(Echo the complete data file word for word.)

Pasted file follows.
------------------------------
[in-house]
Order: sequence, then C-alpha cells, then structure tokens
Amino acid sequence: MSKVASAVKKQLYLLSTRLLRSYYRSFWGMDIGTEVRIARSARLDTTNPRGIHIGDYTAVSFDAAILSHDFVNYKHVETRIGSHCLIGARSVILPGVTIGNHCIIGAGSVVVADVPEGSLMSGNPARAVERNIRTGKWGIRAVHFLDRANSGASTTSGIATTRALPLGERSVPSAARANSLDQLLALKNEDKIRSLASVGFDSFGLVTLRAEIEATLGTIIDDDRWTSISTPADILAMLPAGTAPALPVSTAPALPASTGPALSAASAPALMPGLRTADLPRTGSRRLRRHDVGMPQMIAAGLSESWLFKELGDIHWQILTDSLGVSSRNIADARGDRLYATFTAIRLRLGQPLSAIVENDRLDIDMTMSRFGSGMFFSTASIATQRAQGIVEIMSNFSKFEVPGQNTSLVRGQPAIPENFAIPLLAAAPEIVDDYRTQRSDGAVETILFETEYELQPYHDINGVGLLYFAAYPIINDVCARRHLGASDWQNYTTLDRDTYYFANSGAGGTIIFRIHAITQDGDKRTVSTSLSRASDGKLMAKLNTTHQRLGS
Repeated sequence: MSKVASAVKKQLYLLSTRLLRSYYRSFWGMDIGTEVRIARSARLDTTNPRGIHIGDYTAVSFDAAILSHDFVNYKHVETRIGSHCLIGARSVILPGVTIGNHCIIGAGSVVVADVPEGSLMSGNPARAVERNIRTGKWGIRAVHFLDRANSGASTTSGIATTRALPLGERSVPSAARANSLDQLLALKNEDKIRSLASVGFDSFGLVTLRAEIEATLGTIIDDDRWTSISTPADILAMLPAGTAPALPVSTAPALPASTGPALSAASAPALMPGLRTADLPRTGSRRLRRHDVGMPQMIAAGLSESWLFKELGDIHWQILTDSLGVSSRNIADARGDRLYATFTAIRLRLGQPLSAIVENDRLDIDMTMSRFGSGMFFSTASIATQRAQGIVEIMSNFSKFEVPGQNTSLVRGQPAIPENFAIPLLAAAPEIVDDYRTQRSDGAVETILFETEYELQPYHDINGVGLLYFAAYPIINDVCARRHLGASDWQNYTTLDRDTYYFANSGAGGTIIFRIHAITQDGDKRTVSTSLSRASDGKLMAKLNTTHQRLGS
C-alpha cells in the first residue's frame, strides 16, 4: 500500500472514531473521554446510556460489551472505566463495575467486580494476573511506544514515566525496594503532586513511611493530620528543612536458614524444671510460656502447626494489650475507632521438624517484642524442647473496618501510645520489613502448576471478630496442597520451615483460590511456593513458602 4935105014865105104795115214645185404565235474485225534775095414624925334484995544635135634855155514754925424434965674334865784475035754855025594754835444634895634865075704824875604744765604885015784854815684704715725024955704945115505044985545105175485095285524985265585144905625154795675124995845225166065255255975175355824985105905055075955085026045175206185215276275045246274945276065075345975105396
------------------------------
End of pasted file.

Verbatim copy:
[in-house]
Order: sequence, then C-alpha cells, then structure tokens
Amino acid sequence: MSKVASAVKKQLYLLSTRLLRSYYRSFWGMDIGTEVRIARSARLDTTNPRGIHIGDYTAVSFDAAILSHDFVNYKHVETRIGSHCLIGARSVILPGVTIGNHCIIGAGSVVVADVPEGSLMSGNPARAVERNIRTGKWGIRAVHFLDRANSGASTTSGIATTRALPLGERSVPSAARANSLDQLLALKNEDKIRSLASVGFDSFGLVTLRAEIEATLGTIIDDDRWTSISTPADILAMLPAGTAPALPVSTAPALPASTGPALSAASAPALMPGLRTADLPRTGSRRLRRHDVGMPQMIAAGLSESWLFKELGDIHWQILTDSLGVSSRNIADARGDRLYATFTAIRLRLGQPLSAIVENDRLDIDMTMSRFGSGMFFSTASIATQRAQGIVEIMSNFSKFEVPGQNTSLVRGQPAIPENFAIPLLAAAPEIVDDYRTQRSDGAVETILFETEYELQPYHDINGVGLLYFAAYPIINDVCARRHLGASDWQNYTTLDRDTYYFANSGAGGTIIFRIHAITQDGDKRTVSTSLSRASDGKLMAKLNTTHQRLGS
Repeated sequence: MSKVASAVKKQLYLLSTRLLRSYYRSFWGMDIGTEVRIARSARLDTTNPRGIHIGDYTAVSFDAAILSHDFVNYKHVETRIGSHCLIGARSVILPGVTIGNHCIIGAGSVVVADVPEGSLMSGNPARAVERNIRTGKWGIRAVHFLDRANSGASTTSGIATTRALPLGERSVPSAARANSLDQLLALKNEDKIRSLASVGFDSFGLVTLRAEIEATLGTIIDDDRWTSISTPADILAMLPAGTAPALPVSTAPALPASTGPALSAASAPALMPGLRTADLPRTGSRRLRRHDVGMPQMIAAGLSESWLFKELGDIHWQILTDSLGVSSRNIADARGDRLYATFTAIRLRLGQPLSAIVENDRLDIDMTMSRFGSGMFFSTASIATQRAQGIVEIMSNFSKFEVPGQNTSLVRGQPAIPENFAIPLLAAAPEIVDDYRTQRSDGAVETILFETEYELQPYHDINGVGLLYFAAYPIINDVCARRHLGASDWQNYTTLDRDTYYFANSGAGGTIIFRIHAITQDGDKRTVSTSLSRASDGKLMAKLNTTHQRLGS
C-alpha cells in the first residue's frame, strides 16, 4: 500500500472514531473521554446510556460489551472505566463495575467486580494476573511506544514515566525496594503532586513511611493530620528543612536458614524444671510460656502447626494489650475507632521438624517484642524442647473496618501510645520489613502448576471478630496442597520451615483460590511456593513458602 4935105014865105104795115214645185404565235474485225534775095414624925334484995544635135634855155514754925424434965674334865784475035754855025594754835444634895634865075704824875604744765604885015784854815684704715725024955704945115505044985545105175485095285524985265585144905625154795675124995845225166065255255975175355824985105905055075955085026045175206185215276275045246274945276065075345975105396